A very incongruous scene in a peaceful spring scene

A voice came from far below the window of the building; “Eeyo, Eeyo …… selling chicks” gradually came closer and louder.

A child looked up from his home and listened with wide eyes for a while, “Chickens! Chickens!” The children called out. The four children simultaneously abandoned their pens and dashed downstairs, as if a flock of sparrows on the road had heard the footsteps of pedestrians and flown away.

I had just picked up the stool they had brought down and picked up the pencils that had rolled off the table when I heard a shout at the front door: “Buy chicks! Buy chicks!” There were cries mixed with them. He was afraid that the chickens were bought by his brothers and sisters, so he was crying fiercely. I helped him out of the gate and saw a group of children greeting a man carrying a load of “ee yo, ee yo”, welcoming him closer. Yuancho immediately left me and went up to join the group, jumping and shouting, “Buy chicks! Buy chicks!” . Tears dripped from his face to the ground as he jumped and jumped.

When the children saw me coming out, they all turned around and surrounded me: “Buy chicks! Buy the chickens!” The shouts changed from a tone of command to a tone of petition, shouting even louder than before. It was as if they wanted to store these tones into me, hoping that they would open out from my mouth. The only one who shouted wildly was Genkusa, who pulled the rope of the stretcher directly.

I had no interest in raising chicks; and I thought of all the trouble ahead and felt terrible. But the countryside is so lonely that it would be cruel to force a group of children to live in seclusion in a few rooms that they are used to seeing on a Sunday without any external temptation. Let this “Eeyore, Eeyore” to break the silence of the courtyard, as a kind of embellishment for the long idle spring day. I called the stretcher-bearer and asked him to show us the chicks.

He stopped his burden and uncovered a cage in front of him. The sound of “eeew, eeew” suddenly amplified. But see a fine net underneath, wriggling countless cute chicks, like many live snowballs. Five or six children squatted around the cage, and all together they cried out with love, “Yes! Okay, come on!” For a moment, my heart was lost in the beauty of the animals’ gestures, and I felt the children’s love for the chicks. Many small hands reached into the cage and pointed to a pure white chick, some almost catching it through the net. The stretcher-bearer was busy putting the lid on relentlessly, and the many “eee-yo, eee-yo” snowballs and a group of “good to go, good to go” children became a stone’s throw away. The children looked despairingly at the lid of the cage, clinging to my side, and some reached out to touch my bag. I then spoke to the man who was carrying the load.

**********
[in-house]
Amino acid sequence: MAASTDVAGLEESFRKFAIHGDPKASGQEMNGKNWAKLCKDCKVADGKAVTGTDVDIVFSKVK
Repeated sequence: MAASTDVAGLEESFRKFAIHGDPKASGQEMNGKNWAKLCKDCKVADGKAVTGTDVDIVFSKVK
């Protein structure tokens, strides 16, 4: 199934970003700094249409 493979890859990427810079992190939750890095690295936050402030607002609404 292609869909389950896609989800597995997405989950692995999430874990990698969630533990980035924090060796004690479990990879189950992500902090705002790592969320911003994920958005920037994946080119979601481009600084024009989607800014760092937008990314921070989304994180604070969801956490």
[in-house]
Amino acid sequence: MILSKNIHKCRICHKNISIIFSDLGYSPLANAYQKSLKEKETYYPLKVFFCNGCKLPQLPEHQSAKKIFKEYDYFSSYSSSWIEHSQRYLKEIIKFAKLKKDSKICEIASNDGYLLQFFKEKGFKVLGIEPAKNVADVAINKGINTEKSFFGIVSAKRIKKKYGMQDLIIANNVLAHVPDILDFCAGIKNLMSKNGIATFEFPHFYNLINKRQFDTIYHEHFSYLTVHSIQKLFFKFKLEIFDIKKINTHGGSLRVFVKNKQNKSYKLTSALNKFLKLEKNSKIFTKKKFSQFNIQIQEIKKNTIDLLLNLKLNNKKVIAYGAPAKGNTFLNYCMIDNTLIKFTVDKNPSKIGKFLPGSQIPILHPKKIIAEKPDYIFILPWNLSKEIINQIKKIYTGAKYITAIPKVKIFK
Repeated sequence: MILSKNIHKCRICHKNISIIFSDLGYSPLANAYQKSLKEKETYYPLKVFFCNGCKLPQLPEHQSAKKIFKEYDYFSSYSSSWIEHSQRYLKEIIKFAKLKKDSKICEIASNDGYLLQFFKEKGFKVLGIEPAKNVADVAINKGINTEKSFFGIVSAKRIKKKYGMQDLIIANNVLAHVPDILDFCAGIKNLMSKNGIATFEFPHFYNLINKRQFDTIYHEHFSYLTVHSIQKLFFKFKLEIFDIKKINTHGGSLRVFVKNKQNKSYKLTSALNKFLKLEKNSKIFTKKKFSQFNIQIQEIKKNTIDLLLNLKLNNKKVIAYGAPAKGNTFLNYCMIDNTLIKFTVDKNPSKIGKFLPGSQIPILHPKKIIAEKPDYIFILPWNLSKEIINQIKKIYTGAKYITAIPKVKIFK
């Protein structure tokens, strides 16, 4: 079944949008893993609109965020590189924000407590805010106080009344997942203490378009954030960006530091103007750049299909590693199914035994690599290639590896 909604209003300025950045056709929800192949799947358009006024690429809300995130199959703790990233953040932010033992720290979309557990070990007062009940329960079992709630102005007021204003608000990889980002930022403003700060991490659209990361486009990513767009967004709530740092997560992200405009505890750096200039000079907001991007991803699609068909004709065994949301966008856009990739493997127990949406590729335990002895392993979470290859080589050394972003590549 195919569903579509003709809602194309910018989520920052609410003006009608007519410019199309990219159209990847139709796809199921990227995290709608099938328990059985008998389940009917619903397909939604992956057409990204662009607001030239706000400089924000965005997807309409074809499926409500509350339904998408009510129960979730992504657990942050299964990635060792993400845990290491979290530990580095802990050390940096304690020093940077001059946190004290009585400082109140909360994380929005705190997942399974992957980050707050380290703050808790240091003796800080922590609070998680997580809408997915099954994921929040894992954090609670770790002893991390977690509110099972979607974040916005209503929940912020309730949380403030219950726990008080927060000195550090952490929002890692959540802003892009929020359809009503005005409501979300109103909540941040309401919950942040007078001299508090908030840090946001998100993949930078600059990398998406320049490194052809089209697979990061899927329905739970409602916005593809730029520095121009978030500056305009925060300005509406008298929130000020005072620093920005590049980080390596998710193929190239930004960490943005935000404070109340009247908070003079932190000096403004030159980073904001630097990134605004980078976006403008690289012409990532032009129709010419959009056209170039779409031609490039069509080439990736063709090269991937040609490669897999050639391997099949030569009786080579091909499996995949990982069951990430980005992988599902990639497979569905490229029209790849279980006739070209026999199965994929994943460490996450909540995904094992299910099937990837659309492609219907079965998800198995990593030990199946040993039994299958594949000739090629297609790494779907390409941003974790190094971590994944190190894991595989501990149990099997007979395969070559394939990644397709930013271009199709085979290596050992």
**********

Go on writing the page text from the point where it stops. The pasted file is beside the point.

“How much do you sell the chickens for?”

“Four for a dollar.”

“How much do you charge for a small one like this? Can you do it cheaper?”

“I don’t think so. 20.5 cents is the least.”

He said, picked up the burden and left. The older children watched him with affection, while the younger ones pulled on my lapel and shouted, “Buy! I want to buy!” The faster the stretcher-bearer walked, the louder they shouted, I shook my hand to stop the children’s shouting, and then asked the stretcher-bearer.

“Do you sell them for 10.5 cents each? I’ll give you sixty cents for four!”

“No bargain!”

He did not stop, but slightly rotated his head to say this sentence, and rushed to the front. The sound of “Eeyore, Eeyore” gradually got farther and farther away.

Yuan Cao’s shout became a cry. The older child looked at the back of the bearer with a frown on his face, and then looked at my face. I covered Yuan Cao’s mouth with my hand, and greeted the bearer from afar.

“Twenty cents a piece, sell it!”

“No counter-offer!”

He said and carried forward, calling out long and loudly, “Sell-chicken-!” And his back disappeared around the corner of the entrance. I was left with a bawling child.

The sister-in-law across the street, who had peeked out from the low door to see the chickens, came out with her needle and thread, leaned on the door, smiled and comforted the crying child, saying.

“Don’t cry! I’ll call you when there’s another load coming!” She smiled again and said to me.

“This chicken seller wants to do good business. When he sees children crying to buy, the more he refuses to give up the price. The one I bought yesterday for 10 cents was half as big as the one I just bought!”

I talked with her for a few minutes, and pulled the crying child back into the door. The other children also followed lazily. I wanted to find some embellishment for the long idle spring day and came out of the door, but I didn’t expect to be bored, so I took a crying child and came back in. The willow trees in the courtyard were swaying in the myrrh of spring, and the swallows in front of the hall were whispering softly on their new nests. We, the tricky stretcher-bearer and the weeping child, were at odds in this peaceful and beautiful spring scene!

Closing the door, I wiped the tears from Yuan Cao’s eyes and said to the children.

“All of you say ‘good to come, good to come’, ‘to buy, to buy’, that person will not give up the price!”

The younger children did not understand my words and continued to choke; the older children listened to my words thoughtfully. I continued to soothe them.

“Let’s wait for a while before we buy. The lady next door will call us. But you guys next time ……”

I don’t say any more. Because the following words are “not to say yes to what you see good, not to say yes to what you want”. If we go further, it becomes “the mouth should say no when you see good, and the mouth should say no when you want”.

Where can a father who teaches his children like this be hidden in the bright and innocent spring scenery?